A soft action tipped rod is essential when playing rudd on the feeder, the combination of playing a big fish under the rod tip with small hooks can be a nerve-racking experience. If a forgiving rod is not used hook pulls can be commonplace. I always play my fish using the back wind. Extra care has to be taken when the fish get to the net as they often make a bid for freedom.
One trick I have learned from fishing for rudd is they are attracted to the sound of a spod hitting the surface of the water. When the swim goes quiet the first thing I do is reach for my small Pocket Rocket as a couple of spods of maggots and hemp will often revitalise a swim. Rudd seem particularly attracted to the combination of noise and bait falling through the water column. Recasting after this commotion will often bring immediate action and seems to attract the shoal back into the swim.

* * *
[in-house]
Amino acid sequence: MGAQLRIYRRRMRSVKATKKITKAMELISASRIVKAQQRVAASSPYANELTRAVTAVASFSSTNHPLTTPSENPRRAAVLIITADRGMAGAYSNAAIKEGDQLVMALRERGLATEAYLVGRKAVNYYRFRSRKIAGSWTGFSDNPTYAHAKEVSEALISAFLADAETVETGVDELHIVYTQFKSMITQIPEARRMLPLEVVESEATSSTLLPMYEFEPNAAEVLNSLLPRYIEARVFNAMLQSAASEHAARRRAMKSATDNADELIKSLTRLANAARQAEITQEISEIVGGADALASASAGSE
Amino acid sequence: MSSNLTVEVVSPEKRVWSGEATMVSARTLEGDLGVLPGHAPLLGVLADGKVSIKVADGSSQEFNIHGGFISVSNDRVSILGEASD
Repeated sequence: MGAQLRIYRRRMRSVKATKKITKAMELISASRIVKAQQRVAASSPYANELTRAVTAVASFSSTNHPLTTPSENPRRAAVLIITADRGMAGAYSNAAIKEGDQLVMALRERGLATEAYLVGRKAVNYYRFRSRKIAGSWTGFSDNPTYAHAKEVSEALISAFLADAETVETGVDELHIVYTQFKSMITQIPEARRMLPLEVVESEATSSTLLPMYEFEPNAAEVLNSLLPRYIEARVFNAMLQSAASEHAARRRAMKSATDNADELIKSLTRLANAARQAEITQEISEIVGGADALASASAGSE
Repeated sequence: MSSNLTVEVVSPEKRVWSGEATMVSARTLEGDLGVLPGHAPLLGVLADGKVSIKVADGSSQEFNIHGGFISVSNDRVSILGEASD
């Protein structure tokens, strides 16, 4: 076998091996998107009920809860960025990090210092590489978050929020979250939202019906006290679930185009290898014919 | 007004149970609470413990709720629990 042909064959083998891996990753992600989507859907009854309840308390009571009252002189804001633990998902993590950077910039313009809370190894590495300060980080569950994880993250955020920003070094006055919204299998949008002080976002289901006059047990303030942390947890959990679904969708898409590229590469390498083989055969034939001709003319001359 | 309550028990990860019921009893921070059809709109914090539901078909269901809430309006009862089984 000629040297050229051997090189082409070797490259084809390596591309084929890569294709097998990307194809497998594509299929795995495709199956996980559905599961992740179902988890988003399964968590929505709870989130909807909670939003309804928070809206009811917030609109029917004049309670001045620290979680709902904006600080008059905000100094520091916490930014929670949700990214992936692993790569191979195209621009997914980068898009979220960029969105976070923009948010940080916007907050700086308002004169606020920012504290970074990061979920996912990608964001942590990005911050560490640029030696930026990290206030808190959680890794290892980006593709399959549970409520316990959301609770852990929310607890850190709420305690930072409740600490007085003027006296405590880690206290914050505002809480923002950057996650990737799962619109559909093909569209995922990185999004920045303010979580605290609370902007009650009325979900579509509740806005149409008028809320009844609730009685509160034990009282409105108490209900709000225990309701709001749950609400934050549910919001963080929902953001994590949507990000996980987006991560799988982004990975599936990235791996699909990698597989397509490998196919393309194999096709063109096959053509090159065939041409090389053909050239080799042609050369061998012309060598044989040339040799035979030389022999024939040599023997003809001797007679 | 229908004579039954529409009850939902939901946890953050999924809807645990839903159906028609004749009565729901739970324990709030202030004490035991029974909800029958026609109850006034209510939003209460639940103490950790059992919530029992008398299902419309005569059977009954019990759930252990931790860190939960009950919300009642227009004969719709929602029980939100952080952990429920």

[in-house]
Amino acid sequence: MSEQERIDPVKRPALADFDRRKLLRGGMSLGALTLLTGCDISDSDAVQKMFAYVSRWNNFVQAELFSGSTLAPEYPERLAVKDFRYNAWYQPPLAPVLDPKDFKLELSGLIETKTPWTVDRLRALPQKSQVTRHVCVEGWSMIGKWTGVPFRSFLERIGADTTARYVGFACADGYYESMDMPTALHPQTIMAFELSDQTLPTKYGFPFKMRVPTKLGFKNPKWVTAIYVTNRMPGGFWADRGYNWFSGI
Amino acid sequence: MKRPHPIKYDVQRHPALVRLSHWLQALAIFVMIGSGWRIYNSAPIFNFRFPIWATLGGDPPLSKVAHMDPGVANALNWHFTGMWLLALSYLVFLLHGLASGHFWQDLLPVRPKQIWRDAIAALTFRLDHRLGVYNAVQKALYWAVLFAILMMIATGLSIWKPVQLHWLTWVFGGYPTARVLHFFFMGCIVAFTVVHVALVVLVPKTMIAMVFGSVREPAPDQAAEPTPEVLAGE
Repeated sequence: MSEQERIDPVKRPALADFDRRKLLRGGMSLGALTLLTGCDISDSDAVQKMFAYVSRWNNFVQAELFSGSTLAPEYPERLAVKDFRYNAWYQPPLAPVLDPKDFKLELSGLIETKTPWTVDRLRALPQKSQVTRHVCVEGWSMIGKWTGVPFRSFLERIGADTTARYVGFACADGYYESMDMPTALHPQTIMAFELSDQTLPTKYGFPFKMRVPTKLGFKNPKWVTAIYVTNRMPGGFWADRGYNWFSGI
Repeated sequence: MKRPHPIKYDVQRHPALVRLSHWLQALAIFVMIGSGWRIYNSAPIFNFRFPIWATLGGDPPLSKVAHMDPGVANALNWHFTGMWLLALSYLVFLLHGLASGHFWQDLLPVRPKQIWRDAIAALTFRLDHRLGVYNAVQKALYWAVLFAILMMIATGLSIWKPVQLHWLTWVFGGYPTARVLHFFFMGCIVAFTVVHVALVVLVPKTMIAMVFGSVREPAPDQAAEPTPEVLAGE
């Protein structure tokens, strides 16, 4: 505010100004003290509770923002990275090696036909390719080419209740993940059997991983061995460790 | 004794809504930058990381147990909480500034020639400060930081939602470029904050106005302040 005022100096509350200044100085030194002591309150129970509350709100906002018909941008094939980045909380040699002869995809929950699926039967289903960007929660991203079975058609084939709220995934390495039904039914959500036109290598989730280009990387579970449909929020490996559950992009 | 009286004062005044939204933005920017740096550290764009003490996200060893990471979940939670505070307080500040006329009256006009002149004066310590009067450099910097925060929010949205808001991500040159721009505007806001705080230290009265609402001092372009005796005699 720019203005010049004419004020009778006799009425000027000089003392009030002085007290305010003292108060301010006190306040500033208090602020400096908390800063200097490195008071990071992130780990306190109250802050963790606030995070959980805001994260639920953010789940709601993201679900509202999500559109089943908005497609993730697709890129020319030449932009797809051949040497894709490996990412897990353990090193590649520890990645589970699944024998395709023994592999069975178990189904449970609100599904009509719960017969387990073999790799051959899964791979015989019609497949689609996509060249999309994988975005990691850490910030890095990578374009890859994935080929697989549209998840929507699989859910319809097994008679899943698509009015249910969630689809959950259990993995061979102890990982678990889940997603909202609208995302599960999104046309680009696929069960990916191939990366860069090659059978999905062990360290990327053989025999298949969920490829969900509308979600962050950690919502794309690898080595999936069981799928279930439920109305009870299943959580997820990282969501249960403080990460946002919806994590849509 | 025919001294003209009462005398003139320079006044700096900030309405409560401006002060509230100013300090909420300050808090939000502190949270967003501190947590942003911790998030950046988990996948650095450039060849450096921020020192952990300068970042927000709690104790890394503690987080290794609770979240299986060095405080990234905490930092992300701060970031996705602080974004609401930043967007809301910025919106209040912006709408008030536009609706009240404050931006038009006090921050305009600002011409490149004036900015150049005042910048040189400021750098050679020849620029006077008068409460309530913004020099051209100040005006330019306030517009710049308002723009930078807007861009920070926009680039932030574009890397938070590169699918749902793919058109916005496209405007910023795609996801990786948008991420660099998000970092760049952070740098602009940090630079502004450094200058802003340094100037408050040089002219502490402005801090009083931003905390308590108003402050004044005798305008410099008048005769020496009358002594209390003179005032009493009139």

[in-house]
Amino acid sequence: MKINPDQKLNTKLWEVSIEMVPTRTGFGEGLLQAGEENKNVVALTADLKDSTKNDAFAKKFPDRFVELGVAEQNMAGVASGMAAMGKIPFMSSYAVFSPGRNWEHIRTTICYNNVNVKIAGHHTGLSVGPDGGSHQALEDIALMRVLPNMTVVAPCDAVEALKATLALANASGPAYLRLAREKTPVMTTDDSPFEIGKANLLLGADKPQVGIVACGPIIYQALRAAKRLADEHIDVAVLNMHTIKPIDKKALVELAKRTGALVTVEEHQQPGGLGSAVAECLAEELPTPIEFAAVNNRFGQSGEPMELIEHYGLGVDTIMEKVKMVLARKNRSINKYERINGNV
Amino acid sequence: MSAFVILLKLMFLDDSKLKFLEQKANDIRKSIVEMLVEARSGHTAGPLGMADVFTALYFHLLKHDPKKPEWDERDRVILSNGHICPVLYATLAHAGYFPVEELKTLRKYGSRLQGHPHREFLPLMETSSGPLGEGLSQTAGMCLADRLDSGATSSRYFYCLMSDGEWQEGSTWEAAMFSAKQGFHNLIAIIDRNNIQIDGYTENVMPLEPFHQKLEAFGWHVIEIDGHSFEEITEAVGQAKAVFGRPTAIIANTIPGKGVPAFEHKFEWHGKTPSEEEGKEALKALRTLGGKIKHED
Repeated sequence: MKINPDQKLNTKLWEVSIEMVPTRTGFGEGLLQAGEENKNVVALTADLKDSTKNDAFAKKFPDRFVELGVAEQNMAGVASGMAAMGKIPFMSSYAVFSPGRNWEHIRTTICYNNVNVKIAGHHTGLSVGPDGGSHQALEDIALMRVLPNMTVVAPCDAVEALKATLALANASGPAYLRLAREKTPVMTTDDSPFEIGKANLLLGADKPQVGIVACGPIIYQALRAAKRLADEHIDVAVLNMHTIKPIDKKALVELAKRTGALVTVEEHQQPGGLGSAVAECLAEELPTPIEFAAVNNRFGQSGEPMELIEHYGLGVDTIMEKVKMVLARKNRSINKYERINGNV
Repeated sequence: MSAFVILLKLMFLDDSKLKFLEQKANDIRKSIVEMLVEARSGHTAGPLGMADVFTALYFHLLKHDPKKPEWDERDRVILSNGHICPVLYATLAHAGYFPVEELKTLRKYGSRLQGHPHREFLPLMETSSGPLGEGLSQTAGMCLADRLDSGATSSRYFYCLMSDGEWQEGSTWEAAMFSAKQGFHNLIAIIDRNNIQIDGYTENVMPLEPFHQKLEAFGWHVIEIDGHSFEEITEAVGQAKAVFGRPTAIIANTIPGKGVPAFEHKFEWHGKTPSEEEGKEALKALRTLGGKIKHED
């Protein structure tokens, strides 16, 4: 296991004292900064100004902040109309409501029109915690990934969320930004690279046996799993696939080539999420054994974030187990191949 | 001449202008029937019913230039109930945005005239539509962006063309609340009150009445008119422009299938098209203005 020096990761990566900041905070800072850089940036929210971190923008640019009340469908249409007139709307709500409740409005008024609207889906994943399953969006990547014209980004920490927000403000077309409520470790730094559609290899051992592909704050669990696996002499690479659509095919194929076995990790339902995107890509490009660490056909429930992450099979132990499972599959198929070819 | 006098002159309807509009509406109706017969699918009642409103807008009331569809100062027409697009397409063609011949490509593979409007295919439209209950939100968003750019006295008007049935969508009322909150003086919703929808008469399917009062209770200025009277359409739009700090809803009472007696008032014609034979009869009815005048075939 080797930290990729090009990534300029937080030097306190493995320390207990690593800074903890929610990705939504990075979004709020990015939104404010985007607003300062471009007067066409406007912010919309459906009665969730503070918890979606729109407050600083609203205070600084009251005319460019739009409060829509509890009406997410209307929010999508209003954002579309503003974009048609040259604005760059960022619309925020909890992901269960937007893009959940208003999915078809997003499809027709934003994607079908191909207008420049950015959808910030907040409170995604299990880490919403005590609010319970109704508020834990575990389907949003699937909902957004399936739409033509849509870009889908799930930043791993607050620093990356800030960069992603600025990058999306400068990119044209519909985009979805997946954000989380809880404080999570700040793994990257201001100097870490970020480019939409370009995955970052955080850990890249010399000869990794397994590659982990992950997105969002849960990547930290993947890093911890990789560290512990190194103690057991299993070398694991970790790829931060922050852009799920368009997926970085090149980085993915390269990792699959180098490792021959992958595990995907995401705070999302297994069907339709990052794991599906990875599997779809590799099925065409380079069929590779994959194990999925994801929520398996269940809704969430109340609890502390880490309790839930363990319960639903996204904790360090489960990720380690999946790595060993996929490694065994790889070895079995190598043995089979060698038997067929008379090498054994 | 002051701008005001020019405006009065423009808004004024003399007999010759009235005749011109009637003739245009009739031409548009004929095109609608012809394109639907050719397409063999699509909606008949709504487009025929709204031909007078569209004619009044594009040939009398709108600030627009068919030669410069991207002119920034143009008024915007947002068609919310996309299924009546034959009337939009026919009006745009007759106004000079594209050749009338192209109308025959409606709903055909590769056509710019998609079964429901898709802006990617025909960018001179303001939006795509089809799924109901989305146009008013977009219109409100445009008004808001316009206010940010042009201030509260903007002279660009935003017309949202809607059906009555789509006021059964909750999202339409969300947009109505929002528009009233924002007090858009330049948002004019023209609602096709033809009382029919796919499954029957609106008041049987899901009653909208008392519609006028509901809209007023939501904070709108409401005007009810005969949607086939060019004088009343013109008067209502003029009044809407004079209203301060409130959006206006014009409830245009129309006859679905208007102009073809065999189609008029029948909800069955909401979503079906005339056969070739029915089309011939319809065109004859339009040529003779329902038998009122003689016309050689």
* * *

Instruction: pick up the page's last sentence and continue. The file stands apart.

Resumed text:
One season saw me with a burning desire to catch a big rudd. Up until this time I had managed over 50 fish weighing 2lb plus, the best weighing 2lb 9oz. However, a big ‘two’ had been in the back of my mind for a while. A two-week campaign fishing a few evenings a week produced some big bags of rudd. The first two evenings produced nine fish weighing over 2lbs, with the first bite of the season producing the fish I had been waiting for, weighing 2lb 13oz. I managed 15 fish over 2lbs during this time including, one morning, a bonus bag of tench that weighed well over 150lbs. This just goes to show how effective fun fishing for rudd on large venues can be.